Your Health: Brain surgery without cutting

Your Health: Brain surgery without cutting
Published: Aug. 15, 2022 at 5:26 PM EDT
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LANSING, Mich. (WILX) - For many people living with epilepsy, or movement disorders - like Parkinson’s and Tourette’s syndrome - brain surgery becomes the only treatment option.

An estimated 42 million Americans struggle with movement disorders. Medications may work for some but not for everyone.

Scientists at the University of Virginia and Stanford have developed a procedure that can non-invasively remove faulty brain cells. It’s called ping.

“What it does is, we hope, at least, will be the next step in intervention in those individuals that don’t respond to drugs,” said Dr. Kevin Lee.

Ping uses focused ultrasound waves combined with tiny microbubbles.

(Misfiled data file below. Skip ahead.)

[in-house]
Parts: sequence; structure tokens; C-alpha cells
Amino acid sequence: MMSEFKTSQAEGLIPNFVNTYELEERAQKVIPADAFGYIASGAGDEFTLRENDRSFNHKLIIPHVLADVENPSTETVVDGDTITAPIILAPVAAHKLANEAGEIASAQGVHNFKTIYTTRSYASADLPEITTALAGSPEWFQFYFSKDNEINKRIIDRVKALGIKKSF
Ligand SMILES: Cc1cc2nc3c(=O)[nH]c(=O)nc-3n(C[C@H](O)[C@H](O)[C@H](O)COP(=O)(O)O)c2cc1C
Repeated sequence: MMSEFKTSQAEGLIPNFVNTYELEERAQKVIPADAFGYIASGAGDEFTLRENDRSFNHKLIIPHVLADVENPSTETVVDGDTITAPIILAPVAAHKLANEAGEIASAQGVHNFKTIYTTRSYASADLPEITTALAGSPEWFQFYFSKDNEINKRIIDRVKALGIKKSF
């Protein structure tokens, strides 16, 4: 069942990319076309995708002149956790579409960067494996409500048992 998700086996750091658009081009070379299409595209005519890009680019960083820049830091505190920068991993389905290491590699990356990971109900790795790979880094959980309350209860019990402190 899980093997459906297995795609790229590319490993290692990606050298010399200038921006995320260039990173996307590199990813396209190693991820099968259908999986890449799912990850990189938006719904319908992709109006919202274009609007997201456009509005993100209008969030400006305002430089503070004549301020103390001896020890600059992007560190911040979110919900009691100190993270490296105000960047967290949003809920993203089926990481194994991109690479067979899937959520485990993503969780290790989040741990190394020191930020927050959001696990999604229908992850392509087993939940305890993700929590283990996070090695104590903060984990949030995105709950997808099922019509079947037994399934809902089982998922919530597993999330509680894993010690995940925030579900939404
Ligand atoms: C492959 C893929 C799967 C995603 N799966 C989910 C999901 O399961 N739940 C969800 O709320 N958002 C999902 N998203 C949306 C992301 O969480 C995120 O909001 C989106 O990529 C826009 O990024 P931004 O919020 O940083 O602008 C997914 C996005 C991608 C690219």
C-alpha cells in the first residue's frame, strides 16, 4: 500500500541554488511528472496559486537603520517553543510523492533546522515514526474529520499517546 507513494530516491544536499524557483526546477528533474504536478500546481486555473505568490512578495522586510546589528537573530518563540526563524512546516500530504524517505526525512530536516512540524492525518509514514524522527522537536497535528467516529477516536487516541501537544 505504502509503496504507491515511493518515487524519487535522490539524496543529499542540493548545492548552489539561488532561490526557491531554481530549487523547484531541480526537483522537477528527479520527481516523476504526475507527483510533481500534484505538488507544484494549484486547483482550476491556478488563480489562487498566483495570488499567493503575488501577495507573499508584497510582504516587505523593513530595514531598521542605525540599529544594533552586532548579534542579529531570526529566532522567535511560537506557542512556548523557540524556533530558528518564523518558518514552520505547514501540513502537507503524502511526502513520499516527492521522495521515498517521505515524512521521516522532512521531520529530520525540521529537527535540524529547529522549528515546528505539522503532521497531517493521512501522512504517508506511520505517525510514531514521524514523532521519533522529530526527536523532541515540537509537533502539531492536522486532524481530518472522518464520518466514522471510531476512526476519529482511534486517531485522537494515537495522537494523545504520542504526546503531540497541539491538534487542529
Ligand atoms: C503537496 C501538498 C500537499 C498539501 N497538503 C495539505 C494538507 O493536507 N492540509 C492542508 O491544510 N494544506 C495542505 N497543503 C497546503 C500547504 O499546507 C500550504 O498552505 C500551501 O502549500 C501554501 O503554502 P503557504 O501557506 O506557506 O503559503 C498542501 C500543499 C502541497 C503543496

“What’s different about ping is we’re going in with a much lighter, a lower intensity treatment,” Lee said.

The ultrasound and microbubbles briefly open the protective barrier that normally surrounds the brain. Doctors administer an IV drug that travels to the faulty brain neurons and kills them, leaving healthy cells intact.

“You’d like to knock out the area that’s causing the problems, the real culprit cells, but spare the things passing through that are still functional,” Lee said. “Ping will do that.”

Brain surgery with no cutting needed. Researchers said approach could be used on irregular shaped targets in the brain that are difficult to reach by scalpel or laser.

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